The brand of historiography promoted by the Mises Institute is at its best when it is revisionist, and fearless of social and political taboos. It is at its very worst when it is Manichaean: The Black Hats vs. the White Hats; The Good Guys (a term these historians actually like to use) vs. The Baddies; the Party of Liberty vs. the tyrannical Statists etc. etc. etc.
I might agree with Thomas DiLorenzo on some crucial issues, including the Federal Reserve and the Cult of Lincoln, but history-writing should not be a kind of extended op-ed, in which readers silently cheer on the Good Guys, hiss at the Baddies, judging both by the degree to which they adhere to a 2012 Anarcho-Capitalist Platform.
The official National Review line has, for a while, been that Ron Paul is borderline unmentionable, mostly due to his foreign-policy positions. If there is a strong need to go after him, the NRchiks haven't hesitated to bring up that at one point in time, Paul's newsletters promoted unfashionable views on race, as well as conspiracy theories of various degrees of crankiness—despite the fact that such views are out of tune with Paul’s more recent public statements on racial matters and the civil rights movement.
DiLorenzo’s response is to dig up some money quotes from NR’s past and insinuate that the “neocons” are racist bigots. That is, he does EXACTLY what he accuses NR of doing. (In the process, he proves that NR was once a pretty interesting magazine!)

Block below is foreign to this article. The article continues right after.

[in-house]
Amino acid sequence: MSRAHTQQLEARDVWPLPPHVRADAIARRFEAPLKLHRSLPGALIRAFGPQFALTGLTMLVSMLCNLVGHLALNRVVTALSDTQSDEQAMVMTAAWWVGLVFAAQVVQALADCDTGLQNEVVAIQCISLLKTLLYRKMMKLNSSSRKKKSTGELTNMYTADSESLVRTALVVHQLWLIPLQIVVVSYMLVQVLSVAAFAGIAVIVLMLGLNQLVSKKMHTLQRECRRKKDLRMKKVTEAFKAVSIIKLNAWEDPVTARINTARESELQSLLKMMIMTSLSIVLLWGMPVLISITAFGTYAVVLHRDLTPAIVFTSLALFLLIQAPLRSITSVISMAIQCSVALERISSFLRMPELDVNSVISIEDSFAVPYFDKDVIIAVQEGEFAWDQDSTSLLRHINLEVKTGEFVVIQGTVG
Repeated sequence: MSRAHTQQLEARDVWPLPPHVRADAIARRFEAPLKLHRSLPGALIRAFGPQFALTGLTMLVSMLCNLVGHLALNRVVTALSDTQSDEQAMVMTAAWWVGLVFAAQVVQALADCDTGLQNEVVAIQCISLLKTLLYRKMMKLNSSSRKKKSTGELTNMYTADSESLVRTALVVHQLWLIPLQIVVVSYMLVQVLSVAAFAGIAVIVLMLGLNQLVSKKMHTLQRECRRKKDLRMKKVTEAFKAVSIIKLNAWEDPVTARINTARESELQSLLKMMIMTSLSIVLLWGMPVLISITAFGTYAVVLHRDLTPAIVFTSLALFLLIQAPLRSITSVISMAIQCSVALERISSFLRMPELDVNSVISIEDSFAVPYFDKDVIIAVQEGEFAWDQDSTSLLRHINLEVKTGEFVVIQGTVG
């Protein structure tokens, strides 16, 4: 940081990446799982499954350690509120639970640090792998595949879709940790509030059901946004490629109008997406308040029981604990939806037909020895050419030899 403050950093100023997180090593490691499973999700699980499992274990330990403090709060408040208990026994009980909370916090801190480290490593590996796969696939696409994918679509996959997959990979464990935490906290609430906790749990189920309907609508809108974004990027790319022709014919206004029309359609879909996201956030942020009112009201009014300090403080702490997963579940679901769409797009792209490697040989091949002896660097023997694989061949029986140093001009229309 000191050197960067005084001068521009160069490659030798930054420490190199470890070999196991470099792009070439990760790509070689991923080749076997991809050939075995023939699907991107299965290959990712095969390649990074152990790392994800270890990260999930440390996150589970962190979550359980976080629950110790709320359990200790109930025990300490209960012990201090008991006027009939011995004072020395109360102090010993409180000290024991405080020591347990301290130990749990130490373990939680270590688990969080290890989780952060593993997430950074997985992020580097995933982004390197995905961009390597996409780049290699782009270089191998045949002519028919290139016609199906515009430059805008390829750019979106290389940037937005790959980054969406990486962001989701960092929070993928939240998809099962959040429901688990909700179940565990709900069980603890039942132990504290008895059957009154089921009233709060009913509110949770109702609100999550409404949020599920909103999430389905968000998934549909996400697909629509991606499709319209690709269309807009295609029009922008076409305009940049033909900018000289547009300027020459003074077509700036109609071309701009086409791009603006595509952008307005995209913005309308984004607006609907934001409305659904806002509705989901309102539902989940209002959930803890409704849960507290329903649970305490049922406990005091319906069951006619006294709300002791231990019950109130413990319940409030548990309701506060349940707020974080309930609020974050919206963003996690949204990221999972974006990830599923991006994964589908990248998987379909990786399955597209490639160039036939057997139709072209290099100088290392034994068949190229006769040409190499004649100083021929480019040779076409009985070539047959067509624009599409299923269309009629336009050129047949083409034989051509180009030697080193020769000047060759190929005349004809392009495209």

It’s ultimately far more plausible for a Jonah Goldberg- or Ramesh Ponnuru-type to claim that they are devotees of MLK’s legacy than a Rothbardian, in the sense that King was a socialist egalitarian, at war with natural hierarchies—and who wanted to use the state to equalize society. In their very persons, people like Ponnuru and Goldberg are expressions of what MLK’s legacy has come to mean—they are Melting Pot Americans enthralled with expanding democracy and consumer capitalism around the globe, utterly discontinuous figures with a traditional American Right exemplified by Madison Grant and Henry and Brooks Adams.
Moreover, the “libertarianism” offered forth by DiLorenzo is, in the end, a photographic negative of American Left-liberalism: one side wants to achieve social equality via Civil Rights legislation; the other, through free-market capitalism; both are dedicated to “The Dream.” (At the end of the day, this is probably all that libertarianism can ever be.)
It’s also worth pointing out that the mainstream media haven’t taken Jamie Kirchick’s lead and attacked Paul as a “Angry White Man,” the progeny of the Paranoid Persuasion, etc. They have, more of less, accepted Paul’s explanation that he didn’t write the newsletters, and have instead stuck to badgering Paul about how he could ever have allowed such offensive material to be published under his name.
The reason why this controversy is worth discussing is that it reveals the degree to which the media and intellectual Establishment will not tolerate any serious discussion of race as a biological reality. DiLorenzo simply re-affirms the taboo.
The logic of his recent pieces can be boiled down to something like this:
William F. Buckley is a “neocon,” because Thomas di Lorenzo says so...and William F. Buckley once said kinda nice things about South African apartheid and Jim Crow…therefore neocons are racists and hate Martin Luther King Jr….and Jamie Kirchick, the Left-liberal homosexual activists, agrees with the neocons on foreign policy...so, you know, he’s a racists, too...unlike Ron Paul who’s wonderful...
DiLorenzo might want to read up on what his mentors and employers once wrote about Rosa Parks and Martin Luther King Jr. in former lives. He would discover to his horror that there were some racist neocons writing for the Rothbard-Rockwell Report!